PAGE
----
04/05/14  02:47pm

 #2304528


Acre
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  Message To: Cipactli Cuetzpallin   In reference to Message Id: 2304401


 Baby has an eye injury!

I use the "Forest Floor" stuff - it’s easy to burrow in and a bit moist.



04/11/14  05:42pm

 #2304561


Cipactli Cuetzpallin
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  Message To: Acre   In reference to Message Id: 2304528


 Baby has an eye injury!

I tried looking for the forest floor, but they weren’t available in any of my pet stores at all, so I ended up buying zoo med reptibark. So far, the lizard (I really have to give it a name) seems to like it and burrows in it with ease, but I’m worried it might be uncomfortable, so do you think adding eco earth or moss would make it better somehow? Also, it turns out that my alligator lizard didn’t end up losing its left eye, as its whole eyeball is now visible and moves normally, but the eyelids are kept closed sometimes, probably still recovering from whatever happened. Now, I don’t know what to make of his injury, or if it was even an injury at ALL. There was all this blackish dark red gunk on his left eye and I was afraid of even touching it because I thought I would harm the lizard that way, but over this past week it cleared up and now I can actually SEE his left eye and it can move perfectly in order to look up at me or look in front of him to see a cricket. I really regret not taking any pictures, because you would definitely notice the differences between the lizard 10 days ago and now.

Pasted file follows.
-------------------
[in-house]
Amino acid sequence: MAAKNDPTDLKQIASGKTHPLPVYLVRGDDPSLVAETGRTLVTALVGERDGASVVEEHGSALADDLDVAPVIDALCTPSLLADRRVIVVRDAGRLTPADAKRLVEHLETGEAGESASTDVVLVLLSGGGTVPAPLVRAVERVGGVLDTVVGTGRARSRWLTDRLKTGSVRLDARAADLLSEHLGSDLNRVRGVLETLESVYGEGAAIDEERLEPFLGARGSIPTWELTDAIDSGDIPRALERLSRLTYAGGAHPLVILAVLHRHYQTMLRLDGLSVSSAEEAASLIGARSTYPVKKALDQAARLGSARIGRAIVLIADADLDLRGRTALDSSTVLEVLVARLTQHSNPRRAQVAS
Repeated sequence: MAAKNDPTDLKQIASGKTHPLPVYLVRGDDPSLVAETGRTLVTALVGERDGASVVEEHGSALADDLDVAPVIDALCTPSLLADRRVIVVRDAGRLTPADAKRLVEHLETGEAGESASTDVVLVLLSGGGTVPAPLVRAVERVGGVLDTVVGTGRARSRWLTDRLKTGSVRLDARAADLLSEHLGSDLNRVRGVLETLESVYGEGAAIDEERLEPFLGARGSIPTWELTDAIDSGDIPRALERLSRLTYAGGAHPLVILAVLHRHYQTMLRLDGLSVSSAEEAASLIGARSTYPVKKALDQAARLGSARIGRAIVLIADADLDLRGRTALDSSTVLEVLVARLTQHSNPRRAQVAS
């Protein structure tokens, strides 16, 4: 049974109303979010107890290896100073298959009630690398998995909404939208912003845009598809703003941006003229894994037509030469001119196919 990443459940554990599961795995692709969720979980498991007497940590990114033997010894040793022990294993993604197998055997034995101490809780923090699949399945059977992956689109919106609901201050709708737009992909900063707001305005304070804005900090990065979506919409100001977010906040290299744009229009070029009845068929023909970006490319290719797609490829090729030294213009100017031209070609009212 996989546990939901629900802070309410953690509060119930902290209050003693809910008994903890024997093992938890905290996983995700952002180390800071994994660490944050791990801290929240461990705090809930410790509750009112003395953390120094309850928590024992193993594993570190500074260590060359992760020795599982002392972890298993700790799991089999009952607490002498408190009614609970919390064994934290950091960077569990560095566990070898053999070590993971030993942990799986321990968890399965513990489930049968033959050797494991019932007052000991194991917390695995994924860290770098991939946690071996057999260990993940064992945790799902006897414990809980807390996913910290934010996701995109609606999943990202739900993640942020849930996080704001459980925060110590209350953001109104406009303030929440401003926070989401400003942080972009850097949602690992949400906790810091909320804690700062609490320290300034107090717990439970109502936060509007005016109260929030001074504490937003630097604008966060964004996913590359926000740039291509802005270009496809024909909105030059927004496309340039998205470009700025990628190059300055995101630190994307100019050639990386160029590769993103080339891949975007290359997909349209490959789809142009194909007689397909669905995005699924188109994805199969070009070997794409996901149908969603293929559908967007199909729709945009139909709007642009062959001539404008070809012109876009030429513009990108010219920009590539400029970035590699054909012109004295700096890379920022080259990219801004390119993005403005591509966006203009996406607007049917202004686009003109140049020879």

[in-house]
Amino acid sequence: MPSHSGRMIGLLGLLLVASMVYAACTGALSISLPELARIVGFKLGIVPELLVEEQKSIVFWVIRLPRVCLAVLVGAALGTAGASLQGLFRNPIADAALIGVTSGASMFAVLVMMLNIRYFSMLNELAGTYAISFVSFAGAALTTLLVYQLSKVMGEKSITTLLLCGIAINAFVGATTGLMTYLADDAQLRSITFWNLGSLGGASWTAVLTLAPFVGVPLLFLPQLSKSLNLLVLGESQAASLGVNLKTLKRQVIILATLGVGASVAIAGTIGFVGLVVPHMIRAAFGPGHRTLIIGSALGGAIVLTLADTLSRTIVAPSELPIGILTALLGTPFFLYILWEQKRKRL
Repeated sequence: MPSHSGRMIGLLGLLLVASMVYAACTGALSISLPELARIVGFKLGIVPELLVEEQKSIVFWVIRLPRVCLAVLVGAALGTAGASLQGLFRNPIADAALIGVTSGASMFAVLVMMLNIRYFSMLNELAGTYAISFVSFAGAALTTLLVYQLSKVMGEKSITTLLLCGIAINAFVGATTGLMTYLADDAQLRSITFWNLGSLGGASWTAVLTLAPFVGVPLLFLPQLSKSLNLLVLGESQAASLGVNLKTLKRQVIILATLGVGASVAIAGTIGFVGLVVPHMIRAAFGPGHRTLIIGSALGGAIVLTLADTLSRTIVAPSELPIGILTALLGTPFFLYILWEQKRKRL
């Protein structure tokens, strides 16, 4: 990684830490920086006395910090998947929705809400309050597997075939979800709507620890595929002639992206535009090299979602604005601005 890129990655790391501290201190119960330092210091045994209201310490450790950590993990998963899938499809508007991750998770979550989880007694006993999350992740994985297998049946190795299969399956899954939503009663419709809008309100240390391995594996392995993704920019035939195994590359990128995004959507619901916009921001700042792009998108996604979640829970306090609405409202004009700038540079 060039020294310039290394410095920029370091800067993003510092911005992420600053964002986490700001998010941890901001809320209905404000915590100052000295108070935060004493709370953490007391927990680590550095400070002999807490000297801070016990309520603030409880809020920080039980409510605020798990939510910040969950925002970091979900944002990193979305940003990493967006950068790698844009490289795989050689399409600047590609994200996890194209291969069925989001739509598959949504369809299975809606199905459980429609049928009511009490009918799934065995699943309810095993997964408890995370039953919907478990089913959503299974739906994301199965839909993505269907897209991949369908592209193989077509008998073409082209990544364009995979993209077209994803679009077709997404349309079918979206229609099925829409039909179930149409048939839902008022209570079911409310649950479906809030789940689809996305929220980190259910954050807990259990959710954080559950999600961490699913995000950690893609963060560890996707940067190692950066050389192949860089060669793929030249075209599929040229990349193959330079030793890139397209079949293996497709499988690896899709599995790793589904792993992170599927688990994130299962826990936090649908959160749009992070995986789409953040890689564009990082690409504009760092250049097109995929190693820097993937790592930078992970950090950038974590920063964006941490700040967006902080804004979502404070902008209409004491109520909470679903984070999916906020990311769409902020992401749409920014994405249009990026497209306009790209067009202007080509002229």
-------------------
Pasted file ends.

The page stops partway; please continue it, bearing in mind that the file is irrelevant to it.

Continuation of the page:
04/13/14  04:33am

 #2304592


Acre
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  Message To: Cipactli Cuetzpallin   In reference to Message Id: 2304561


 Baby has an eye injury!

Repti-bark is OK; you might want to mist it occasionally to add some humidity.